The weather forecast showed heavy rain arriving from the west mid morning and continuing throughout the afternoon. I awoke to early morning blue skies and bright sunshine. With a short window of opportunity I decided to walk out to Shellness near Leysdown. After parking the car I scanned the mudflats and fields from the seawall before continuing to the shell spit past the blockhouse. 

A large flock of Black-tailed Godwit was feeding on the mud and a group if 35 Avocet on the tide edge. A few Bar-tailed Godwit, Dunlin, Grey Plover and Turnstone were also seen. On the fields 25 Curlew, 40 Lapwing and 150 Brent Geese. 

A large flock of Linnet flushed from the weedy field where a fee Chaffinch and Greenfinch sat in the roadside bushes. 

The point was pretty quiet with the tide well out. Six Rock Pipit were flighty, 3 Linnet flew nervously around and a few Skylark were heard. I briefly heard Snow Bunting calling before 2 birds flew from the shingle into the sun an away over the salt marsh. 

As I walked bak past the Hamlet an adult male Peregrine flew low overhead and circled off towards the shore. Back at the car another immature male Peregrine was sat in the field and a couple of Marsh Harrier cruised around in the distance. 

With the cloud building I headed over to Capel Fleet. Scanning from the corner produced about 10 Marsh Harrier, 2 Kestrel and 3 Common Buzzard.  

A flock of Corn Bunting were sat on the wires as I drove to Harty Ferry. There was no clay pigeon shooting so I setup my scope soon finding a Kingfisher feeding in a small ditch below. A Little Egret was in the salt marsh dykes and a Common Buzzard landed in the hedge. After considerable effort I caught sight of another egret sligy obscured by the hedgerow. It appeared to have a yellow bill, but looked rather long necked? The rain now started to fall and quickly it became quite heavy. From the shelter of a Cherry Tree I kept scanning until the egret flew across the marsh. Yes, it did have a yellow bill, but it dropped quickly out of view. It seemed to have black legs and yellow feet, and a jizz like a Little Egret, but a yellow bill like a Cattle Egret? It soon flew again but disappeared into a ditch. The jizz just didn't look right for Cattle Egret but it definitely had a yellow bill. Ten minutes later it finally jumped into view - it crept through the grass like a Cattle Egret and kept low and squat. Its feet, perhaps now covered in mud, looked concolorous. It still looked long necked but it's legs were obscured. The yellow bill had a dark tip - was that mud? It vanished into a ditch and with the rain falling heavily I decided to retreat to the warmth of the car. Odd looking bird but not great views. A Cattle Egret has been reported on the Saltmarsh for several weeks - odd habitat, and an odd looking bird.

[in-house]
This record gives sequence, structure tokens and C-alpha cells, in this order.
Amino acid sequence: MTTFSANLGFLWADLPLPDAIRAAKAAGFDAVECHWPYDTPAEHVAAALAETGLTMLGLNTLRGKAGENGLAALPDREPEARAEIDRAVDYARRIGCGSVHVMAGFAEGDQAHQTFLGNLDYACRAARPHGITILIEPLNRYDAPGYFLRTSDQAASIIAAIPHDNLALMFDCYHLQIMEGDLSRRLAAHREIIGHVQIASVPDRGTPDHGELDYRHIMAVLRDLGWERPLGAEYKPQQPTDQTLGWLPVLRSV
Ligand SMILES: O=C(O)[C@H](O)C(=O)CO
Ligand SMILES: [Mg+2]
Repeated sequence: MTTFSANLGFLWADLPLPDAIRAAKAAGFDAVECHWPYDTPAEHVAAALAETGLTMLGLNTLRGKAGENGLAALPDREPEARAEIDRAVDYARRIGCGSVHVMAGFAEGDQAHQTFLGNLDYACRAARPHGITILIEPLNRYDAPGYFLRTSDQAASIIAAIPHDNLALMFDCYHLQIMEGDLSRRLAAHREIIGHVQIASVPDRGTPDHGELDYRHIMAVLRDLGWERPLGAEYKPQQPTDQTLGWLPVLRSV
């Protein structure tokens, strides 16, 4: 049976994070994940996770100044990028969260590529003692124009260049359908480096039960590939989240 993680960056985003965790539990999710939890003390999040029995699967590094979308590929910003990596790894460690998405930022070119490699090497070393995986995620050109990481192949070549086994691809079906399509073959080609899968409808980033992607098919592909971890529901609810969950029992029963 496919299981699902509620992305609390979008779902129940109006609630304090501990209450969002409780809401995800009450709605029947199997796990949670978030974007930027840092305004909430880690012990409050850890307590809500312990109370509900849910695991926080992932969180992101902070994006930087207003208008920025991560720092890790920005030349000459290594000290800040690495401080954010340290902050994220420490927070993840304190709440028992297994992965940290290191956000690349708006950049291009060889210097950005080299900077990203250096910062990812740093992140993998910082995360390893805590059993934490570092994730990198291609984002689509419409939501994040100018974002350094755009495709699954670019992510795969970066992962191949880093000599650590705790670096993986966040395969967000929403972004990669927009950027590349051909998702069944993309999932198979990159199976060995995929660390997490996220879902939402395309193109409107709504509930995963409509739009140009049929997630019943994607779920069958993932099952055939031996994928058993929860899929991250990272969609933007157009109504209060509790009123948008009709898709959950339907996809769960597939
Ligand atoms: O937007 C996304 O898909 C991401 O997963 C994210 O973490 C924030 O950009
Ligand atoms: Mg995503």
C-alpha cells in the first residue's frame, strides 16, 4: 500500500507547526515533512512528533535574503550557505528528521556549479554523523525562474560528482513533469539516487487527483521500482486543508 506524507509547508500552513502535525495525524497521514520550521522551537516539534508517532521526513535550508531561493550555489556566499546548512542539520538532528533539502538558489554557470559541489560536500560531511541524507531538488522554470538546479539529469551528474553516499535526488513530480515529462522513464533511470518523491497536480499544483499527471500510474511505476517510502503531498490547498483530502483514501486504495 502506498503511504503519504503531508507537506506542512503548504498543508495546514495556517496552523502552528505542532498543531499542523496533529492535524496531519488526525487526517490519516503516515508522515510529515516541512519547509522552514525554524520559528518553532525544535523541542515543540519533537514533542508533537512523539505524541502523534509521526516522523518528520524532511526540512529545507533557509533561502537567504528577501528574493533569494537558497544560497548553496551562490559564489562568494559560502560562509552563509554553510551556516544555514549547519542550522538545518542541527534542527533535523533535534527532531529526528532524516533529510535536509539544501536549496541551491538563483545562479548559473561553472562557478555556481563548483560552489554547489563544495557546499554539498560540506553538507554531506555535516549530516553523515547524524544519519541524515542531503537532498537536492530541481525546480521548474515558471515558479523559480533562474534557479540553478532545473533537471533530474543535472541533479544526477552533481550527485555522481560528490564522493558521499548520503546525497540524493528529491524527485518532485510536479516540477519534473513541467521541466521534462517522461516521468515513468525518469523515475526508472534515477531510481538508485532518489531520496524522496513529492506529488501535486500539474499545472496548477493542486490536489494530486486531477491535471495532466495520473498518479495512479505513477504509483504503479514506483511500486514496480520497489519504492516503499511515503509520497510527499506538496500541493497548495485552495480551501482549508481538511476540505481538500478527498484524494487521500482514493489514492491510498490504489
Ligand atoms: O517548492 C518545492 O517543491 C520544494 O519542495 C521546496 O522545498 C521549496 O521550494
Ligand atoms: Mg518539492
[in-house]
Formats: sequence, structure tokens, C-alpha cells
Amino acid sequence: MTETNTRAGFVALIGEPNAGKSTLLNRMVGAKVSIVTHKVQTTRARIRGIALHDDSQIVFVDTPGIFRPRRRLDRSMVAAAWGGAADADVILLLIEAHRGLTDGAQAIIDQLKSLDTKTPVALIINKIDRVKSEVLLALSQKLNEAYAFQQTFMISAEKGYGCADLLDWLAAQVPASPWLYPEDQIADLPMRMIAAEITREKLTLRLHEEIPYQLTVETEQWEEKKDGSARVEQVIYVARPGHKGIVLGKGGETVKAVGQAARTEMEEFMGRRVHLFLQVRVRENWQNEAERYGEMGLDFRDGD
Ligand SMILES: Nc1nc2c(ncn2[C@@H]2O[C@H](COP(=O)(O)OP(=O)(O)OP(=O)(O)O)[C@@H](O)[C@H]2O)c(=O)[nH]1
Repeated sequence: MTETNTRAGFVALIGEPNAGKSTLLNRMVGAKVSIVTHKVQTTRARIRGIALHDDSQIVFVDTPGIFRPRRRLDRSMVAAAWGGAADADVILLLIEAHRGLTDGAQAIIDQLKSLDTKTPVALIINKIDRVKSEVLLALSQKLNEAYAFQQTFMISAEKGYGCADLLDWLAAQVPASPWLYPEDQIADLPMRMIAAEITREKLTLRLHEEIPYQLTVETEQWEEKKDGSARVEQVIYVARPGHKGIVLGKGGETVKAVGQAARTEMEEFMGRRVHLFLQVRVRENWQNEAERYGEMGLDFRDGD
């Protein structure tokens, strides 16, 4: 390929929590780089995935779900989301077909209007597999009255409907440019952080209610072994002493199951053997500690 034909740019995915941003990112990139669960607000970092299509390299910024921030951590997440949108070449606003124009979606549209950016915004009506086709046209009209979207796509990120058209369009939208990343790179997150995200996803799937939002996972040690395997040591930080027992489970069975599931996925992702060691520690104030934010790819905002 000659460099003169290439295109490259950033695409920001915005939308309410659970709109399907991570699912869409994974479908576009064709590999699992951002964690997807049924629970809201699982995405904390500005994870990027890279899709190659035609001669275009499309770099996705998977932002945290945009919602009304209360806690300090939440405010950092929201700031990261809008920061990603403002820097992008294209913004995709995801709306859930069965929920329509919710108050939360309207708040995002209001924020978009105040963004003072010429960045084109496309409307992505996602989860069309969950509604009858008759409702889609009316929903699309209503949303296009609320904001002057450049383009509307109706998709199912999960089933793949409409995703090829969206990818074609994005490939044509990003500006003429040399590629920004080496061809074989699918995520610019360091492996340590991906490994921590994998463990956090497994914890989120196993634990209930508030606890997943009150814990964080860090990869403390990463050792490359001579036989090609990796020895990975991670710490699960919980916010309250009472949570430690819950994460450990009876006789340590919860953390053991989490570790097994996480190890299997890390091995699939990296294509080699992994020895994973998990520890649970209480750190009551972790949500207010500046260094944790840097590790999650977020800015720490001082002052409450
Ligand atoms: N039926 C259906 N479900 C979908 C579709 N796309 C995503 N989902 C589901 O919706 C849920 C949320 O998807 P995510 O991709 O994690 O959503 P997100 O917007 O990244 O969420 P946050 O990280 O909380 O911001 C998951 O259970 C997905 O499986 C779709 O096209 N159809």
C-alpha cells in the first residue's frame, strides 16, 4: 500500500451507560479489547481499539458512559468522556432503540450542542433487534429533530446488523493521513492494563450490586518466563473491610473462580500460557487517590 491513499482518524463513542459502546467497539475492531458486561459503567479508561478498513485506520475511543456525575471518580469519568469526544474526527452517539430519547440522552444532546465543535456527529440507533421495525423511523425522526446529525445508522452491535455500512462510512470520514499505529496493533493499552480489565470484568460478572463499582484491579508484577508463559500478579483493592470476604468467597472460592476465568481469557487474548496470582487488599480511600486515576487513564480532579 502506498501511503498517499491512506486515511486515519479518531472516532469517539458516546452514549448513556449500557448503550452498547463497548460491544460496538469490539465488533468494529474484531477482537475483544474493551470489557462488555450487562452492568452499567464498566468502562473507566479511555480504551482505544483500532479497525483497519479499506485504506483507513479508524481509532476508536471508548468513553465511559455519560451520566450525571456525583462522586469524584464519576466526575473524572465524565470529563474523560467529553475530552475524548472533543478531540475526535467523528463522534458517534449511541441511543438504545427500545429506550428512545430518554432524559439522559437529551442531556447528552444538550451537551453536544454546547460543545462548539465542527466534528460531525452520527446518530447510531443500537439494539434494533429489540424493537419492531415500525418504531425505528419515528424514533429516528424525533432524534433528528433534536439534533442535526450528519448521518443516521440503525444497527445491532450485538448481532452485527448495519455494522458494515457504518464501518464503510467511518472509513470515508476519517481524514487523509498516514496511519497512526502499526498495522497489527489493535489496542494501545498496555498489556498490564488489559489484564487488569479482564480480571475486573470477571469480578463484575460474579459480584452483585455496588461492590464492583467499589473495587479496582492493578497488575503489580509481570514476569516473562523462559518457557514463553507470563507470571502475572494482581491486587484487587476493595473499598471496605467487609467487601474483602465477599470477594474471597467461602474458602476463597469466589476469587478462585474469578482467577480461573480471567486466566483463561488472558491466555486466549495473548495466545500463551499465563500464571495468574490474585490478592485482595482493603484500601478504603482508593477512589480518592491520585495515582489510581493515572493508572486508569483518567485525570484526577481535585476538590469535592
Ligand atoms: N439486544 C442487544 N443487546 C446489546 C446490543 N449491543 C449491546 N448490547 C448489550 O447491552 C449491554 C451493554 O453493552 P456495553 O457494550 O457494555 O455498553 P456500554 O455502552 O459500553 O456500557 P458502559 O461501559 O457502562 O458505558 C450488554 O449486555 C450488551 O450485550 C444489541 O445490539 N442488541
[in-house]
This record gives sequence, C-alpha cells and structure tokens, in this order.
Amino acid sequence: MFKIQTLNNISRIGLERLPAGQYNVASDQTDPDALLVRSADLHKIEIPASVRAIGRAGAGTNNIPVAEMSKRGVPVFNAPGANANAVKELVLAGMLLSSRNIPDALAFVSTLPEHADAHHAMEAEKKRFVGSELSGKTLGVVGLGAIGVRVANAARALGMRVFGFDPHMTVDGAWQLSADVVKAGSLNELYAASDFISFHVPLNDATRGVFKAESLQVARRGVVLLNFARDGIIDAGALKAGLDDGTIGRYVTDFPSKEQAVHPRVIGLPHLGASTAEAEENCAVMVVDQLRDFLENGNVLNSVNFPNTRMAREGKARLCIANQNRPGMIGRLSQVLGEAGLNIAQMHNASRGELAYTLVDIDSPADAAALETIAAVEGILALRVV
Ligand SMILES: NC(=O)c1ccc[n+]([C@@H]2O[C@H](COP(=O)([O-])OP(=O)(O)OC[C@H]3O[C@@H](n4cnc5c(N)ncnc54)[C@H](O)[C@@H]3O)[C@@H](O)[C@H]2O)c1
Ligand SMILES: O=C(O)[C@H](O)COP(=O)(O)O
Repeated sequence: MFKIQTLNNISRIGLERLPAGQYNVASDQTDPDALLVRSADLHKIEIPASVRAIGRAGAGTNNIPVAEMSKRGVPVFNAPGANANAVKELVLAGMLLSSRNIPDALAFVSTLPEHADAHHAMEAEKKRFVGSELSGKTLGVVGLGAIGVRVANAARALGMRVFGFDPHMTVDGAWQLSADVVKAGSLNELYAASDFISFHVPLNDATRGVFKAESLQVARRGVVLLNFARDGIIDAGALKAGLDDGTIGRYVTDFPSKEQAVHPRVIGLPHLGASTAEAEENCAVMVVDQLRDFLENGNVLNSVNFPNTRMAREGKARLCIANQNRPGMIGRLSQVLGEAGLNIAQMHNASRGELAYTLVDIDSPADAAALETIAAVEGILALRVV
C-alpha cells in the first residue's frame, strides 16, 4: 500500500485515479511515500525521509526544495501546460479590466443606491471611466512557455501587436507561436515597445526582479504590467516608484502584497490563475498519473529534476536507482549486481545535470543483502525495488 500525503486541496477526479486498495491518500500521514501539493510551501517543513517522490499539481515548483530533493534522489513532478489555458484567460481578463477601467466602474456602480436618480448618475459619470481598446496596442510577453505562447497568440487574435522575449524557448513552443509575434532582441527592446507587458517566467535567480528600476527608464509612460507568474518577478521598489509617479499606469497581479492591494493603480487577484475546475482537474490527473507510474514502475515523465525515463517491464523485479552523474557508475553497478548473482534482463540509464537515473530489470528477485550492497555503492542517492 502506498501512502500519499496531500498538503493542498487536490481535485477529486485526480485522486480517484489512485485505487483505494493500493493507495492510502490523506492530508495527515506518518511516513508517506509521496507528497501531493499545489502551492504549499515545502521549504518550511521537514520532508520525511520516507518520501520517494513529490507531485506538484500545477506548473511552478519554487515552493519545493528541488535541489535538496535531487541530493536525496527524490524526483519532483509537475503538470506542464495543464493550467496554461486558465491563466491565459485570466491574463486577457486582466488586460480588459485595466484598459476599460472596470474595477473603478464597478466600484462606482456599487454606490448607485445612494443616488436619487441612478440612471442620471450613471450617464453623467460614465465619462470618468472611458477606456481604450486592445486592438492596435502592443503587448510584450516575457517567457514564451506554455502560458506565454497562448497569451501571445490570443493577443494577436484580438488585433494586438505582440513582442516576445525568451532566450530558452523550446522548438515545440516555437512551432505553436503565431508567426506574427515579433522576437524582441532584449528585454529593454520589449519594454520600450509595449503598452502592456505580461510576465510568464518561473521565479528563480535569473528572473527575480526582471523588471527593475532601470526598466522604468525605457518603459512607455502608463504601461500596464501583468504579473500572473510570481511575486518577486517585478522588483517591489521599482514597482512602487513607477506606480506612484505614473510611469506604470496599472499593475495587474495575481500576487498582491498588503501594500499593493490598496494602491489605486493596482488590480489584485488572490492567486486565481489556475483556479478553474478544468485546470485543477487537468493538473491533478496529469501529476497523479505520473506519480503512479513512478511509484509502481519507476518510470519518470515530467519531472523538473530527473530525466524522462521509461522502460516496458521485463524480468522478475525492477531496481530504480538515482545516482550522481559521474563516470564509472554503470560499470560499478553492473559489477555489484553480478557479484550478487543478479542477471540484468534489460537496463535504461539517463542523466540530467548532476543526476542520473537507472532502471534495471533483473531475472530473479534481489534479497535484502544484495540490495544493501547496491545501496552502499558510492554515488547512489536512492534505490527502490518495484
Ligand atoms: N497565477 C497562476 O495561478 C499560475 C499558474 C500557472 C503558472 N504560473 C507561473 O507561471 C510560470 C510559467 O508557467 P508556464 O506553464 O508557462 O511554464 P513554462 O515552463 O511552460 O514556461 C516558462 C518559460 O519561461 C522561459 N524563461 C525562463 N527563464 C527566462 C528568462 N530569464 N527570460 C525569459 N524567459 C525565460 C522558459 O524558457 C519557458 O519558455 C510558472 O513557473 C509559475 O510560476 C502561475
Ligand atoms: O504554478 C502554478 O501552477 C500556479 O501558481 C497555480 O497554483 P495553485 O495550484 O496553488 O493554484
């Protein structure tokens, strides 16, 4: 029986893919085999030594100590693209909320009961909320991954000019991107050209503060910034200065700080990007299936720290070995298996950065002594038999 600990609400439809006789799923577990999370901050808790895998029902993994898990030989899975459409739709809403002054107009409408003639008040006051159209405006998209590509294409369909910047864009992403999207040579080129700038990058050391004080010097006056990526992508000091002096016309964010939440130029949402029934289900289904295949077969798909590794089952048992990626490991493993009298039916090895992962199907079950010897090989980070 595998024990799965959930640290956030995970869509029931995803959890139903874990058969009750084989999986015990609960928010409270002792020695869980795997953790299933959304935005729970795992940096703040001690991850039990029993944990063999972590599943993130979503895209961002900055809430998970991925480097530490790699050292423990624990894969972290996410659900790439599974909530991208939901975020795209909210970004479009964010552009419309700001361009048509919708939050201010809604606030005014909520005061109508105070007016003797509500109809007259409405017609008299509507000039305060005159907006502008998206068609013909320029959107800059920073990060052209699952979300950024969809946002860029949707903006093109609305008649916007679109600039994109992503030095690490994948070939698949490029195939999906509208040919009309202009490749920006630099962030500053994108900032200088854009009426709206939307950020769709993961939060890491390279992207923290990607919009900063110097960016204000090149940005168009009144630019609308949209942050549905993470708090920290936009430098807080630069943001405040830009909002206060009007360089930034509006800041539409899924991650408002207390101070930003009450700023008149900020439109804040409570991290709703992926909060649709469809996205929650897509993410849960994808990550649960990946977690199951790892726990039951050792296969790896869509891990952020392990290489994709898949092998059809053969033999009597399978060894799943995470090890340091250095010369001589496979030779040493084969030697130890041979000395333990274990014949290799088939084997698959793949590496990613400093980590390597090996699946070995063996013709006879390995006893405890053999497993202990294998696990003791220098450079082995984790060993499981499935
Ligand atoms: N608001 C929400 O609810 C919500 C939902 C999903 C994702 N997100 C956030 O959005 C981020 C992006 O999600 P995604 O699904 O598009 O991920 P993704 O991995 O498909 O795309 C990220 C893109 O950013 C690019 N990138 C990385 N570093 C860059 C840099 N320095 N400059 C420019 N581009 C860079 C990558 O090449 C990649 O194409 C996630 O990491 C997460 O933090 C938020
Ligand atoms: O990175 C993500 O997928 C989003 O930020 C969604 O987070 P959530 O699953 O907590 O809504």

Monday, 11 November 2013